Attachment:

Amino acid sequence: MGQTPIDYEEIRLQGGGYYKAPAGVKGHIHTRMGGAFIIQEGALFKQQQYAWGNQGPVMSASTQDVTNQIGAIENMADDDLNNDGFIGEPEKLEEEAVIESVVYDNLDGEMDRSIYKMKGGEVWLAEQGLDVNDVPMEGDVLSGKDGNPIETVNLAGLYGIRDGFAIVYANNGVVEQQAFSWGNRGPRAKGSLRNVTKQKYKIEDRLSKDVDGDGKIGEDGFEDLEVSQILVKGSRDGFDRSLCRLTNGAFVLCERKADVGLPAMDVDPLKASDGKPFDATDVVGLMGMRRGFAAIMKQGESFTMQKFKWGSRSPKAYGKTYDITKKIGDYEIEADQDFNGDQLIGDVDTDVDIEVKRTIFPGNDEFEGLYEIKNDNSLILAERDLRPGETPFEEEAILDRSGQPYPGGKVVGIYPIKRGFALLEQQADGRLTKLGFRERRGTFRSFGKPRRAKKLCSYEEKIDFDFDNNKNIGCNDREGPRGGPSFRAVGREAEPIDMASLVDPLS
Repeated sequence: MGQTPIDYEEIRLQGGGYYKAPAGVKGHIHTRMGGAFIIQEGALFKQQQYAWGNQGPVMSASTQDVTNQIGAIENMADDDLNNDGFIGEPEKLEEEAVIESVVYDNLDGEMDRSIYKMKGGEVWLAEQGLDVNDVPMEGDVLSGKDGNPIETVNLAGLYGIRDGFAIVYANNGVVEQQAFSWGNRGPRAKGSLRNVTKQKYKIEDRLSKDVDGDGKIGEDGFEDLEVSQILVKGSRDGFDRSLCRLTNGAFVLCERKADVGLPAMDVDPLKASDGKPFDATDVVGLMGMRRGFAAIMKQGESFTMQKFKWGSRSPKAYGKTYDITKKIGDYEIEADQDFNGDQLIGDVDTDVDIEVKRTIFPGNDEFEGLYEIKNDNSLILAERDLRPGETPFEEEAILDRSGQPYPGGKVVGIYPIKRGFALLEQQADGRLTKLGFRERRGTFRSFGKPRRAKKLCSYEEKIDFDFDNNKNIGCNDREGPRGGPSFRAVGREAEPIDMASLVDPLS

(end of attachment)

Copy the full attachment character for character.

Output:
Amino acid sequence: MGQTPIDYEEIRLQGGGYYKAPAGVKGHIHTRMGGAFIIQEGALFKQQQYAWGNQGPVMSASTQDVTNQIGAIENMADDDLNNDGFIGEPEKLEEEAVIESVVYDNLDGEMDRSIYKMKGGEVWLAEQGLDVNDVPMEGDVLSGKDGNPIETVNLAGLYGIRDGFAIVYANNGVVEQQAFSWGNRGPRAKGSLRNVTKQKYKIEDRLSKDVDGDGKIGEDGFEDLEVSQILVKGSRDGFDRSLCRLTNGAFVLCERKADVGLPAMDVDPLKASDGKPFDATDVVGLMGMRRGFAAIMKQGESFTMQKFKWGSRSPKAYGKTYDITKKIGDYEIEADQDFNGDQLIGDVDTDVDIEVKRTIFPGNDEFEGLYEIKNDNSLILAERDLRPGETPFEEEAILDRSGQPYPGGKVVGIYPIKRGFALLEQQADGRLTKLGFRERRGTFRSFGKPRRAKKLCSYEEKIDFDFDNNKNIGCNDREGPRGGPSFRAVGREAEPIDMASLVDPLS
Repeated sequence: MGQTPIDYEEIRLQGGGYYKAPAGVKGHIHTRMGGAFIIQEGALFKQQQYAWGNQGPVMSASTQDVTNQIGAIENMADDDLNNDGFIGEPEKLEEEAVIESVVYDNLDGEMDRSIYKMKGGEVWLAEQGLDVNDVPMEGDVLSGKDGNPIETVNLAGLYGIRDGFAIVYANNGVVEQQAFSWGNRGPRAKGSLRNVTKQKYKIEDRLSKDVDGDGKIGEDGFEDLEVSQILVKGSRDGFDRSLCRLTNGAFVLCERKADVGLPAMDVDPLKASDGKPFDATDVVGLMGMRRGFAAIMKQGESFTMQKFKWGSRSPKAYGKTYDITKKIGDYEIEADQDFNGDQLIGDVDTDVDIEVKRTIFPGNDEFEGLYEIKNDNSLILAERDLRPGETPFEEEAILDRSGQPYPGGKVVGIYPIKRGFALLEQQADGRLTKLGFRERRGTFRSFGKPRRAKKLCSYEEKIDFDFDNNKNIGCNDREGPRGGPSFRAVGREAEPIDMASLVDPLS